Hot air or the winds of change - is there the will to limit climate damage?

Wellington is a very windy place - often described as the windiest city in the world because we "enjoy" the highest average wind speed through the year.  Other places get more extreme winds at times, or are windy more of the time but we trump them with an average wind speed of 16 knots (29.6 km/hr or 18.4 miles/hr), and an average of 173 days in the year above 32 knots (59.3 km or 36.8 miles/hr), and 22 days over 40 knots (74.1 km or 46 miles/hr).  We have been having a lot of gales in the last few months.

At least the wind means that the clouds are interesting (albeit sometimes disturbing) - like these rainclouds over Baring Head, dwarfing the ferry coming in to Wellington Harbour,

or these ones creating patterns of light before dumping the rain.

Maybe the wind does create interest, and the illusion that we are polluting the air less than we are (it all gets blown away!) but it can also be very damaging, tiring and frustrating.  Grrr.  So the thought of more extreme weather is not welcome.  But that is what we face.

The 2015 Paris Climate Conference is under way.  The goal is a legally binding and universal agreement on climate, with the aim of keeping global warming below 2°C.  Way back in 1992, at the Rio Earth Summit, the UN Framework on Climate Change was adopted - a framework for action to stabilise atmospheric concentrations of greenhouse gases and to avoid “dangerous anthropogenic interference with the climate system.”   We have not done well.  New Zealand has done particularly badly.  Our overall contribution of greenhouse gases is relatively small because of our small size.  Our politicians hide behind this and they are full of excuses - an attitude exemplified by our Prime Minister John Key that many of us find shameful.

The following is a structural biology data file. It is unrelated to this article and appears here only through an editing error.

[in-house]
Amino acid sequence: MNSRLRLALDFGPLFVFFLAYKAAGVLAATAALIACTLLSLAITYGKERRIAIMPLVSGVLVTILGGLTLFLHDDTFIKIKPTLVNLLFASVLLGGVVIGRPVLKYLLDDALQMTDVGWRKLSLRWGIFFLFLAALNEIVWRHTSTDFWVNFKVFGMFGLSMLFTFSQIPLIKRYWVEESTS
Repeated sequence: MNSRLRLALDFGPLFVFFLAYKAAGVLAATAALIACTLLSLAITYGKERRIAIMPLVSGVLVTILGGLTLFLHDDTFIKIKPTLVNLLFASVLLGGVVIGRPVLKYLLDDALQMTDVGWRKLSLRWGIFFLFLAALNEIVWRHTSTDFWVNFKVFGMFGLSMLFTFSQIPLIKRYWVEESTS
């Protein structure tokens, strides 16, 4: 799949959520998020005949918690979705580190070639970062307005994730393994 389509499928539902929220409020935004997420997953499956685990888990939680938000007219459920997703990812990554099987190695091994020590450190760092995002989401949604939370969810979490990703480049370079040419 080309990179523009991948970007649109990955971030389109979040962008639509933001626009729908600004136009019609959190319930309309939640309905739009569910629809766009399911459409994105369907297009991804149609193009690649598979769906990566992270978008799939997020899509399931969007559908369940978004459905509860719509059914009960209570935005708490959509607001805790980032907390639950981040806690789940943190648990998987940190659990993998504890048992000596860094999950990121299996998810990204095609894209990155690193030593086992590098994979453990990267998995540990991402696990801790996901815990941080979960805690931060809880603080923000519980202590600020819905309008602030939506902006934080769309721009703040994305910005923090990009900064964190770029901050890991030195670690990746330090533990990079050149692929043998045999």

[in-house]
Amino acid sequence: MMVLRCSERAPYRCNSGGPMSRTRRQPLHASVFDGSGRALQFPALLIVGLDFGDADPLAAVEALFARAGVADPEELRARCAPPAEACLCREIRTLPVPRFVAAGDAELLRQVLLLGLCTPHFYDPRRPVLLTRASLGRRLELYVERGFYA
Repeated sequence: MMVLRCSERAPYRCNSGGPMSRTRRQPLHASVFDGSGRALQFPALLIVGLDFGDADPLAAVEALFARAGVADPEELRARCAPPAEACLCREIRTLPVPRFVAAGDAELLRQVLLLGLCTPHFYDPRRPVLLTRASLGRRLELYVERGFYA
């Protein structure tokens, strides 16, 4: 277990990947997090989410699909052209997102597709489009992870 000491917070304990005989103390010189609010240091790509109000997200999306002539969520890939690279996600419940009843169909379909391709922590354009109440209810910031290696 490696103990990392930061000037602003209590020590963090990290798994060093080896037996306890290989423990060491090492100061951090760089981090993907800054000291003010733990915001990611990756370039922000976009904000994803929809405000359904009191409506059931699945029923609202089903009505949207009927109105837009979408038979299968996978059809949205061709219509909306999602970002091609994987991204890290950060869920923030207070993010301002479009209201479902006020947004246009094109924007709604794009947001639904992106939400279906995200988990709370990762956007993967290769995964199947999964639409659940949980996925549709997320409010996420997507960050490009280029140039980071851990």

The damage that we humans have already done means that we face increasingly extreme weather.  The way that our politicians are dealing with this (denial, pretending to be doing something, exhorting others to act while failing to do so) gives me even more concern.  Just how bad do things have to get before they walk the walk as well as talk the talk (so often a lot of hot air)?

It is not going to be easy.  In trying to work together to care for our planet we humans will need to navigate a lot of differences - it is tough terrain, like the rocky and often stark landscape of Wellington's south coast.  But the water, atmosphere, and living communities of planet earth are changing irreversibly.  Time is running out.  We cannot be complacent. The sun is setting on what we have taken for granted.  The analogy of sunset implies there is a sunrise too.  I think there is hope - we can act.